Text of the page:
Today we delve into the fascinating world of the media....in Africa.
I am fortunate to live in a town that has a newspaper which manages to print stories not based on any actual occurrences - but almost entirely on their perception of the reading requirements of their devoted fan base...their readers.
Sex, scandal and other salacious gossip feature prominently, quite aside from straight-faced pronouncements on elections and other national events - in which the most incredible whoppers are recounted as fact.
Be that as it may, I have to say that many of their stories are quite remarkable in that while they appear wholly fabricated to a Western mind (such as mine) - when considered in the context of serious news by the African mind (again - such as mine!), these are in fact serious, credible and wholly true, stories.
OK - here then are three advertising hoardings placed on the street to entice a hugely gullible public to part with their money. I say this because pretty much the entire story is contained in the headline - with not much further information to be obtained if you actually buy the paper. Most of the readers of this blog are from Europe or North America, so you tell me if you find the following a little beyond belief, and therefore not true. Which of the following stories would you consider 'figments of the editors imagination' - and which are completely false fabrications?
In fact goblins are very much part of life in Zimbabwe, and 95% of the population believes in them. Hence, to a Zimbabwean mind - there is nothing false or extraordinary about this story at all. And where you have goblins - you have must have people dealing in them. So this is a true story as far as we are concerned.
Now then - how about this story - is this true. Or not?
Well - incredibly, this is part of Shona culture. In Zim, we have 2 basically parallel justice systems (not counting the one that ensures some are more equal than others and therefore inviolate where the law is concerned) - and these are the traditional courts, and the formal courts. The latter is where justice as you and I would know it takes place, and the other are the traditional courts, which dispense justice as laid down by custom and culture.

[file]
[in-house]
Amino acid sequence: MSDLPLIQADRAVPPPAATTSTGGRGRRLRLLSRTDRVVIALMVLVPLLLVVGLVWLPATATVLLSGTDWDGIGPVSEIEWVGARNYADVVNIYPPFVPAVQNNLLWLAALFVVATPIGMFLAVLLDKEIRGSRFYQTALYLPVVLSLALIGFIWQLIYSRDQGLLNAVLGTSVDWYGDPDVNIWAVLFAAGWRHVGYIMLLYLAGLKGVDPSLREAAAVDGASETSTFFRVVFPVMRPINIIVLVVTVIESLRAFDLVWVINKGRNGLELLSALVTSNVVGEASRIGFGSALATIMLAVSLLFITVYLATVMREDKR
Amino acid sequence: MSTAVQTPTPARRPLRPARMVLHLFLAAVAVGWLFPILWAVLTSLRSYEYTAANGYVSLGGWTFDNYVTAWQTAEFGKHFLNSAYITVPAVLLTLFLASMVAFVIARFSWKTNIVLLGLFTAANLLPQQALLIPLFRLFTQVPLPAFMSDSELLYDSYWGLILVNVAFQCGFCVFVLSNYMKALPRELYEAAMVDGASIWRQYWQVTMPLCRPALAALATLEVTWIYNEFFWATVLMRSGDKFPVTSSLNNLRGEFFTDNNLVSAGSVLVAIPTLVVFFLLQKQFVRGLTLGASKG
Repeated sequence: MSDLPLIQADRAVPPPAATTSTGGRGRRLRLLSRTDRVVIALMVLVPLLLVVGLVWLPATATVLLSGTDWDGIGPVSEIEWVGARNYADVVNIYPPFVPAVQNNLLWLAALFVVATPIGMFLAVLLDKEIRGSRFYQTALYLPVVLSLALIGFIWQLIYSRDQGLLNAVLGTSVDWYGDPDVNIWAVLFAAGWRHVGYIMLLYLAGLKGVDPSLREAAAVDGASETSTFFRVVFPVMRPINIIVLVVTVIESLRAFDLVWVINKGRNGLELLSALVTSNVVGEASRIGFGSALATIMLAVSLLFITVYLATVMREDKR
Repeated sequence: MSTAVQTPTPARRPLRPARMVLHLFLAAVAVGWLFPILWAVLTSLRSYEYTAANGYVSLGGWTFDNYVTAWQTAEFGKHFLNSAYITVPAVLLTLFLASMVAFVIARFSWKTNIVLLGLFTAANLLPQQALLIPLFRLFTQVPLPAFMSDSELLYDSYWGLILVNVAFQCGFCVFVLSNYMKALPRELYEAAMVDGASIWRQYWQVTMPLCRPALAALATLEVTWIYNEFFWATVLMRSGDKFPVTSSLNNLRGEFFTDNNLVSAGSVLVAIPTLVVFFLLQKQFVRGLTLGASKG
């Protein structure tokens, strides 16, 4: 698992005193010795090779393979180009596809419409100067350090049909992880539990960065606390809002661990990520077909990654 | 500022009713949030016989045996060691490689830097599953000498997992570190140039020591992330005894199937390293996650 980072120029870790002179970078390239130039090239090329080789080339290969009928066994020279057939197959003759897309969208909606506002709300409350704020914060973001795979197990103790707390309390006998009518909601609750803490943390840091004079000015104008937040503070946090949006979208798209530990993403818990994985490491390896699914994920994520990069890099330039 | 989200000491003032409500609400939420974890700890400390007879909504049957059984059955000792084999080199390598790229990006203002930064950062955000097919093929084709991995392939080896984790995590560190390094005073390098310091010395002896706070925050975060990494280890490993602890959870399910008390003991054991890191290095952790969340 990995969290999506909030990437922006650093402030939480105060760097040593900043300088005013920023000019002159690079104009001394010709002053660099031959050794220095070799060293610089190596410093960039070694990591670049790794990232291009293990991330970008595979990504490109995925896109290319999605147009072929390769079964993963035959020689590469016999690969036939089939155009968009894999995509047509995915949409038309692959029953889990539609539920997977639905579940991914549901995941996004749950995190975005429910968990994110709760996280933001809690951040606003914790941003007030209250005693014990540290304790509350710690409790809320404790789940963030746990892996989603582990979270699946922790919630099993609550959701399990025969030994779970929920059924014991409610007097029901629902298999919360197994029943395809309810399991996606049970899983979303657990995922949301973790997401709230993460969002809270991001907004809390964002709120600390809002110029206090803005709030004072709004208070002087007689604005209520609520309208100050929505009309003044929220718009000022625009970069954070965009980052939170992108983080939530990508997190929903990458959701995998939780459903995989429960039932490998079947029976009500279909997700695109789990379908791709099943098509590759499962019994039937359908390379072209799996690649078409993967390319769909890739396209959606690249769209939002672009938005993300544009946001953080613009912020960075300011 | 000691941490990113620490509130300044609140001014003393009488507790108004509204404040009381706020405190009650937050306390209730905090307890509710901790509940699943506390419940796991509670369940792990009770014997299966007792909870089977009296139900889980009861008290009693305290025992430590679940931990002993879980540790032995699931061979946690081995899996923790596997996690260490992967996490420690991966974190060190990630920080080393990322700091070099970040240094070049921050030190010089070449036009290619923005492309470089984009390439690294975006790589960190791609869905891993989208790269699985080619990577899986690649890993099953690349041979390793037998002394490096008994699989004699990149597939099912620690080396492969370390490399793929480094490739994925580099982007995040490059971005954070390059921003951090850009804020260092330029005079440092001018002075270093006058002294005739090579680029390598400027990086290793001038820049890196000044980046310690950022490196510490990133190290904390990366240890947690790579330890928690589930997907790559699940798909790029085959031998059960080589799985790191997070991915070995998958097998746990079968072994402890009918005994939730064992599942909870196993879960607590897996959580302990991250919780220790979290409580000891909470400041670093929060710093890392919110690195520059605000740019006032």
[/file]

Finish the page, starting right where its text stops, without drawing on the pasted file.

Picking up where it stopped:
Sooooo - when a woman accuses her husband of infidelity, and takes the matter to arbitration within a village court, it is accepted that the way she indicates that her husband has been unfaithful is for her to remove her undergarments (called 'panties' in this part of the wold) and either throw them at him, or place them on his head.
If he is found guilty, the tribal court may then ask him to leave the village - and may require him to take the panties with him as a badge of dishonour.
So - this is a true, and perfectly reasonable, story.
Lastly - this astonishing (at first) headline.......
So is this true?
Of course - a Western mind will think on seeing this sandwich board, that a fellow from Moz killed his wife - and dug a hole in the sand into which he placed her. But look closely..... he burried her! Ha! BIG difference, wouldn't you say? As it is common practice for men in Zimbabwe to burry their wives when they are dead - this too, is obviously a true story! Some women even like to be burried when they are alive - (though I have heard of one or two instances of women leaving a marriage rather than submit to being burried - but this is not the norm here) so this must, again, be a true story.
In fact - it will positively improve your day if you try to burry the next person you see - even a complete stranger!
Have a great day!